Tuesday, January 02, 2007
COPA: Whitelisting -- relevant to "least restrictive means" analysis?
There was a lot of talk in the COPA trial about “least restrictive means” with most attention focused on the adequacy of Web content filters and on adult-id or credit card age verifications.
Within the past year, some blogging and social networking companies have been offering and promoting a technique called “whitelisting” where the publisher provides an explicit list of entities (by email or some other scheme) allowed access (even read-only) to the material. Security and privacy are among the reasons used for whitelisting. I’ve discussed in more detail here:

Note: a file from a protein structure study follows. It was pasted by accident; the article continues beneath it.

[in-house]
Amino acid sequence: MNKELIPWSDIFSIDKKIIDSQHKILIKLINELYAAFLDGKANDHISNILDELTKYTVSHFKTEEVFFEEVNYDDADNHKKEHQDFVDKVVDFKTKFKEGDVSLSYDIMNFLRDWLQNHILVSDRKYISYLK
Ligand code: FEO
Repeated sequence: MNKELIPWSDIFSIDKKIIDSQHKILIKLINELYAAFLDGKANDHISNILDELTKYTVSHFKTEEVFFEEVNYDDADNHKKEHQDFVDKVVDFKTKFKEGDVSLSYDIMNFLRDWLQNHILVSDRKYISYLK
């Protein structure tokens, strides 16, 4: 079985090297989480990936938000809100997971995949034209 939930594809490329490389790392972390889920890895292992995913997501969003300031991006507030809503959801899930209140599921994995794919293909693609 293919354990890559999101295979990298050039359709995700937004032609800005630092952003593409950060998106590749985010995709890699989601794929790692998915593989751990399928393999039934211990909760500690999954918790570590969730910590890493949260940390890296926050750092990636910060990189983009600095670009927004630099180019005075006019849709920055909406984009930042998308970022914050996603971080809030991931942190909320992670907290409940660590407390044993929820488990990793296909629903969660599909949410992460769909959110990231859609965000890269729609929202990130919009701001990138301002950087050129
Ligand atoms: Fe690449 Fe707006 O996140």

Would “whitelisting” be a way of audience restriction that fits the idea of “least restrictive means” analysis? Well, one obvious problem with this is philosophical. A writer publishes something on the web in order to be found (as by search engines) by the widest possible global audience, in order to have a personal effect on the debate about various problems. That would almost defeat the purpose of having a website.
Picture: from the exhibit at St Mary's City, Maryland, one of the earliest colones